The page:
Worship is really worship when it leads to further obedience. That is the point that Joshua made to Israel at Shiloh. It is not enough to go through the motions of ceremony. Real worship happens with our hands and feet when we obey God's command. Real worship is beyond the assembly and into the world.

- Prepare your minds for action.
1 Peter 1:13

Monday, November 1, 2010

when conviction is lost

but the hill country shall be yours, for though it is a forest, you shall clear it and possess it to its farthest borders. For you shall drive out the Canaanites, though they have chariots of iron, and though they are strong.
Joshua 17:18

This portion of the book of Joshua shows Israel losing its resolve. There are times when we find it hard to obey God, and it is often really easy to result to our own strategies. In case of the tribes of Ephraim and Manasseh, they did not seem to want to trust God in the effort to continue driving Canaanites from the land. In Joshua 16:10 they forced them into hard labor. When they complained to Joshua that they needed more land, what they meant was they needed more open land with no Canaanites in it! Joshua's answer was to encourage them to press forward into the hill country. They balked at this, insisting that the military power there was too strong (the Canaanites had iron chariots). But Joshua encouraged them to move forward with this plan.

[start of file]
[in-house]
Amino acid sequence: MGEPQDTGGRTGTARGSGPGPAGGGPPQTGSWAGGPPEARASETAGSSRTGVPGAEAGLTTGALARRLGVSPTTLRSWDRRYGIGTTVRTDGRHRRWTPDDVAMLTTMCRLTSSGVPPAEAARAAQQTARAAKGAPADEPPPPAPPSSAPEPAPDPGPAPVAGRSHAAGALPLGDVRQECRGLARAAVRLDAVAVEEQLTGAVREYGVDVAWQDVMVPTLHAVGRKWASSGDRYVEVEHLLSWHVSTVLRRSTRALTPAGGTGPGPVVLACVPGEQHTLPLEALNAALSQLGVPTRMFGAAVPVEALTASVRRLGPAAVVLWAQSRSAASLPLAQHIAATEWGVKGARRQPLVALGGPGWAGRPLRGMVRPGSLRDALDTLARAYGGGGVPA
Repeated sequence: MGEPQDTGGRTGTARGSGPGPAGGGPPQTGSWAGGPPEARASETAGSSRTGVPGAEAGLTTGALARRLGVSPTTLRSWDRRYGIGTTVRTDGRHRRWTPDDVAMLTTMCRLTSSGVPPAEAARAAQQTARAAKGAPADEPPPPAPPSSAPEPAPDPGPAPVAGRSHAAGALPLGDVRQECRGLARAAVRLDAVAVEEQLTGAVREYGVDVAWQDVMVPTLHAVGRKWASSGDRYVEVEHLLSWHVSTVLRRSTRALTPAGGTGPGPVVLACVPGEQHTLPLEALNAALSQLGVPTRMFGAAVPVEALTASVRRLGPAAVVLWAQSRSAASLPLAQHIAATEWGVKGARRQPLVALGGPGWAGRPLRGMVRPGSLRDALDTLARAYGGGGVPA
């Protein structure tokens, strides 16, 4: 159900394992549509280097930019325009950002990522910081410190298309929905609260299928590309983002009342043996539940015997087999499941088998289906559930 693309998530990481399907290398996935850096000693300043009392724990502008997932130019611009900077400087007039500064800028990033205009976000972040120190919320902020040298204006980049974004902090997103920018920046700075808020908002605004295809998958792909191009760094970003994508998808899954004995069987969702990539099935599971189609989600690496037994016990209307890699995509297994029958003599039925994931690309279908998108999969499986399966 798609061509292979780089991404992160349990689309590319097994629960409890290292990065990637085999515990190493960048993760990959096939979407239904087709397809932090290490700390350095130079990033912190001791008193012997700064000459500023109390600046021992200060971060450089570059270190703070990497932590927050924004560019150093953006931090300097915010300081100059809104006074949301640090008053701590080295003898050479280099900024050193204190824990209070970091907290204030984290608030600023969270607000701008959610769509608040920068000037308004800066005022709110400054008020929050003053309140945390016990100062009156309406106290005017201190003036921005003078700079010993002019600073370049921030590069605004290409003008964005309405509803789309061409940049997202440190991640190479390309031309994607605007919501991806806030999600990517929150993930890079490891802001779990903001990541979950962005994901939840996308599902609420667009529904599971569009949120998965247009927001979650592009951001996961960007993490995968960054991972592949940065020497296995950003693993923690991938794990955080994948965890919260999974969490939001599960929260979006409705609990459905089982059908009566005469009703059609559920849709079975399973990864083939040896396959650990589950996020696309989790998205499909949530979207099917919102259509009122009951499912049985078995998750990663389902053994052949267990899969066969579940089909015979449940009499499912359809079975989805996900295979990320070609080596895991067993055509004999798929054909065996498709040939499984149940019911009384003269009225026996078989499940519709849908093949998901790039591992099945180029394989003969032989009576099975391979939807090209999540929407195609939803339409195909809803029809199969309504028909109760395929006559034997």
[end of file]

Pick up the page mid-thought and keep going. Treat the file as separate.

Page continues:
The first thing to do when we sense conviction to obey God is waning is to re-examine our priorities. Joshua shrewdly kept Israel on mission with his encouragement that they would succeed. He knew that God was more powerful than fortified walls or chariots of iron. He would take care of them... forever.

The second step is continued obedience to God's instructions. That is ultimately what the Israelites had to do. Every accommodation that they made with the Canaanites would later come back to hurt them. So Joshua's words were really words of warning. We might not have the Book of Judges if Israel had fully heeded them!

- Prepare your minds for action.
1 Peter 1:13

Thursday, October 28, 2010

living with mistakes

However, they did not drive out the Canaanites who lived in Gezer, so the Canaanites have lived in the midst of Ephraim to this day but have been made to do forced labor.
Joshua 16:10

The tribe of Ephraim literally had to live with their negligent mistakes. They should not have been content with letting Gezer stay a Canaanite possession. I am sure that they felt that dominating the Canaanites there was as successful as driving them from the land. They were wrong. They would live with this mistake for generations. And it would become a problem for them and for the nation.